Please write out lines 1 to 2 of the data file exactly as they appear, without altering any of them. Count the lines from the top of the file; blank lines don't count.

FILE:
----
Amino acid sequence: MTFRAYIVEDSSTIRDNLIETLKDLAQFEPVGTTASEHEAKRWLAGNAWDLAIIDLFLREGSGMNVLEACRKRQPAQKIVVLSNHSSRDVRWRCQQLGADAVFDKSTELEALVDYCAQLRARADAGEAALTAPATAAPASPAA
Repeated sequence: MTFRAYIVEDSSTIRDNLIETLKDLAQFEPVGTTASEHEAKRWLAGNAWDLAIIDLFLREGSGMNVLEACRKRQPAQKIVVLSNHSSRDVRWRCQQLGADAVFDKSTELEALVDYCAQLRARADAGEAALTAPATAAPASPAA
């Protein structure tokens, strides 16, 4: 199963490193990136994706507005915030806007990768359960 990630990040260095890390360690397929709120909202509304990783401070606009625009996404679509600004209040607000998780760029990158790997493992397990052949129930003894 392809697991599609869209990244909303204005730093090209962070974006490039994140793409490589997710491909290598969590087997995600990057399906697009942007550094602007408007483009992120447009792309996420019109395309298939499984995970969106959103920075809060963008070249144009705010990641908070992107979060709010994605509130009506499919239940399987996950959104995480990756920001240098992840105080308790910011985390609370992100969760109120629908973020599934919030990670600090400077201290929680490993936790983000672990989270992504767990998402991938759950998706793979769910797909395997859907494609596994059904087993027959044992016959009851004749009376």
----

Amino acid sequence: MTFRAYIVEDSSTIRDNLIETLKDLAQFEPVGTTASEHEAKRWLAGNAWDLAIIDLFLREGSGMNVLEACRKRQPAQKIVVLSNHSSRDVRWRCQQLGADAVFDKSTELEALVDYCAQLRARADAGEAALTAPATAAPASPAA
Repeated sequence: MTFRAYIVEDSSTIRDNLIETLKDLAQFEPVGTTASEHEAKRWLAGNAWDLAIIDLFLREGSGMNVLEACRKRQPAQKIVVLSNHSSRDVRWRCQQLGADAVFDKSTELEALVDYCAQLRARADAGEAALTAPATAAPASPAA